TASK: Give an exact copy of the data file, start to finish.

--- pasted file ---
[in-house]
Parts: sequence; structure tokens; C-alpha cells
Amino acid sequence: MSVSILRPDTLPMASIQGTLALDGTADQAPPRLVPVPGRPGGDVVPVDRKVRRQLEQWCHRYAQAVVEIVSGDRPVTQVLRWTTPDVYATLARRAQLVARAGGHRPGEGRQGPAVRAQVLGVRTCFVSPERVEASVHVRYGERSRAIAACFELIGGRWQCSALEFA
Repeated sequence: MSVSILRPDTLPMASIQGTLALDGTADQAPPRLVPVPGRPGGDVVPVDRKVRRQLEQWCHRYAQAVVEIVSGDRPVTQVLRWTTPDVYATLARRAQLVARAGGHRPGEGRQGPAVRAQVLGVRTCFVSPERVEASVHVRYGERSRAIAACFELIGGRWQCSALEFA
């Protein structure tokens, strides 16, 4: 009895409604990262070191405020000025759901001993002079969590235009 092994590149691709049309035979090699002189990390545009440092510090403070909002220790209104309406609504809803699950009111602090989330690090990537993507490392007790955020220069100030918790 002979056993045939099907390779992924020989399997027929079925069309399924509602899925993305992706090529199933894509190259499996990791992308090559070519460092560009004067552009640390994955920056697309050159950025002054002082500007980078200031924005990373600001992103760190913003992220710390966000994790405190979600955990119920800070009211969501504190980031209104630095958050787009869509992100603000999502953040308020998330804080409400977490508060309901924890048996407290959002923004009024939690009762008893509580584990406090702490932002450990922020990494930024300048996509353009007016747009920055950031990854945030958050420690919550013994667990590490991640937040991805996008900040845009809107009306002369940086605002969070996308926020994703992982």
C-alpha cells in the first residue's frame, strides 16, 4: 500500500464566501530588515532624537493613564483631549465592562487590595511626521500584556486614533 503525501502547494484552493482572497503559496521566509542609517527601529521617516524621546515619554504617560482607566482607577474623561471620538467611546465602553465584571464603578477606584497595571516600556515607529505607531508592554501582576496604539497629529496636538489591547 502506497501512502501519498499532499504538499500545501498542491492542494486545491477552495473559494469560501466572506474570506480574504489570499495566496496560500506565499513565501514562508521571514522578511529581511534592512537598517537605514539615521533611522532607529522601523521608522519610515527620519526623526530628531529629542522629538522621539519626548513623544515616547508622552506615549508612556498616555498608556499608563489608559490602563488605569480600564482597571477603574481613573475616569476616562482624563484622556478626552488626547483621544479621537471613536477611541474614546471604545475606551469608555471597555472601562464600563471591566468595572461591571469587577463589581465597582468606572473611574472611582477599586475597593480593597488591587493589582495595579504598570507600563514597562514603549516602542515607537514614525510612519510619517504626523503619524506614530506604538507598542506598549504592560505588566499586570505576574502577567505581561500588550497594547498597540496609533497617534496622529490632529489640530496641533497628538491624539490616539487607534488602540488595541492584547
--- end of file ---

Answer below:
[in-house]
Parts: sequence; structure tokens; C-alpha cells
Amino acid sequence: MSVSILRPDTLPMASIQGTLALDGTADQAPPRLVPVPGRPGGDVVPVDRKVRRQLEQWCHRYAQAVVEIVSGDRPVTQVLRWTTPDVYATLARRAQLVARAGGHRPGEGRQGPAVRAQVLGVRTCFVSPERVEASVHVRYGERSRAIAACFELIGGRWQCSALEFA
Repeated sequence: MSVSILRPDTLPMASIQGTLALDGTADQAPPRLVPVPGRPGGDVVPVDRKVRRQLEQWCHRYAQAVVEIVSGDRPVTQVLRWTTPDVYATLARRAQLVARAGGHRPGEGRQGPAVRAQVLGVRTCFVSPERVEASVHVRYGERSRAIAACFELIGGRWQCSALEFA
């Protein structure tokens, strides 16, 4: 009895409604990262070191405020000025759901001993002079969590235009 092994590149691709049309035979090699002189990390545009440092510090403070909002220790209104309406609504809803699950009111602090989330690090990537993507490392007790955020220069100030918790 002979056993045939099907390779992924020989399997027929079925069309399924509602899925993305992706090529199933894509190259499996990791992308090559070519460092560009004067552009640390994955920056697309050159950025002054002082500007980078200031924005990373600001992103760190913003992220710390966000994790405190979600955990119920800070009211969501504190980031209104630095958050787009869509992100603000999502953040308020998330804080409400977490508060309901924890048996407290959002923004009024939690009762008893509580584990406090702490932002450990922020990494930024300048996509353009007016747009920055950031990854945030958050420690919550013994667990590490991640937040991805996008900040845009809107009306002369940086605002969070996308926020994703992982």
C-alpha cells in the first residue's frame, strides 16, 4: 500500500464566501530588515532624537493613564483631549465592562487590595511626521500584556486614533 503525501502547494484552493482572497503559496521566509542609517527601529521617516524621546515619554504617560482607566482607577474623561471620538467611546465602553465584571464603578477606584497595571516600556515607529505607531508592554501582576496604539497629529496636538489591547 502506497501512502501519498499532499504538499500545501498542491492542494486545491477552495473559494469560501466572506474570506480574504489570499495566496496560500506565499513565501514562508521571514522578511529581511534592512537598517537605514539615521533611522532607529522601523521608522519610515527620519526623526530628531529629542522629538522621539519626548513623544515616547508622552506615549508612556498616555498608556499608563489608559490602563488605569480600564482597571477603574481613573475616569476616562482624563484622556478626552488626547483621544479621537471613536477611541474614546471604545475606551469608555471597555472601562464600563471591566468595572461591571469587577463589581465597582468606572473611574472611582477599586475597593480593597488591587493589582495595579504598570507600563514597562514603549516602542515607537514614525510612519510619517504626523503619524506614530506604538507598542506598549504592560505588566499586570505576574502577567505581561500588550497594547498597540496609533497617534496622529490632529489640530496641533497628538491624539490616539487607534488602540488595541492584547